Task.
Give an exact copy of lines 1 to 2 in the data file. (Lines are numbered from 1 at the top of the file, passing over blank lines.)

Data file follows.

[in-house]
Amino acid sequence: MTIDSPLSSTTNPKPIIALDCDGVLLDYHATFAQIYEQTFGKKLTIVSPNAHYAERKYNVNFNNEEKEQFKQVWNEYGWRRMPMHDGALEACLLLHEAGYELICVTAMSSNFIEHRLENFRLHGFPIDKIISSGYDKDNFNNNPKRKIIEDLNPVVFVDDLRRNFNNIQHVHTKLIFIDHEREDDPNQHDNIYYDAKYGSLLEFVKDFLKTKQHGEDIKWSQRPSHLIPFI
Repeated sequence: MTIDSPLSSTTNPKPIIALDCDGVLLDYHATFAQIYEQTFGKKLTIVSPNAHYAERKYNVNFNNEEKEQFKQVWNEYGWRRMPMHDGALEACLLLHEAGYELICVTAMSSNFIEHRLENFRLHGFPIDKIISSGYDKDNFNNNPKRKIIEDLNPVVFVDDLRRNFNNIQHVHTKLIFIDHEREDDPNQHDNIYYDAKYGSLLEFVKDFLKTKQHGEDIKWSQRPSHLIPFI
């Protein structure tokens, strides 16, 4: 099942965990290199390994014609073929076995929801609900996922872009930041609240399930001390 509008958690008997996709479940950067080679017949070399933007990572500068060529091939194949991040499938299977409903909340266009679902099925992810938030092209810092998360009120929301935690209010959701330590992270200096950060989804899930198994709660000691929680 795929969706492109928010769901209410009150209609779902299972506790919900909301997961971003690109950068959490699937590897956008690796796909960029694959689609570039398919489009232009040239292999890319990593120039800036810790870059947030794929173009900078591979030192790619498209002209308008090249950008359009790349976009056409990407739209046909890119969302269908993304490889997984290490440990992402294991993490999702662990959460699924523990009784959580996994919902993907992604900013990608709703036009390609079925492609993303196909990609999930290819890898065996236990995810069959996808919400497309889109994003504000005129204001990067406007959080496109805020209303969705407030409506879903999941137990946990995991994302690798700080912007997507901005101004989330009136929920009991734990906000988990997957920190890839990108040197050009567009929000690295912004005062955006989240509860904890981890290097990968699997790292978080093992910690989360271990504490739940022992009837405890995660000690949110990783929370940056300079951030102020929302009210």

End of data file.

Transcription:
[in-house]
Amino acid sequence: MTIDSPLSSTTNPKPIIALDCDGVLLDYHATFAQIYEQTFGKKLTIVSPNAHYAERKYNVNFNNEEKEQFKQVWNEYGWRRMPMHDGALEACLLLHEAGYELICVTAMSSNFIEHRLENFRLHGFPIDKIISSGYDKDNFNNNPKRKIIEDLNPVVFVDDLRRNFNNIQHVHTKLIFIDHEREDDPNQHDNIYYDAKYGSLLEFVKDFLKTKQHGEDIKWSQRPSHLIPFI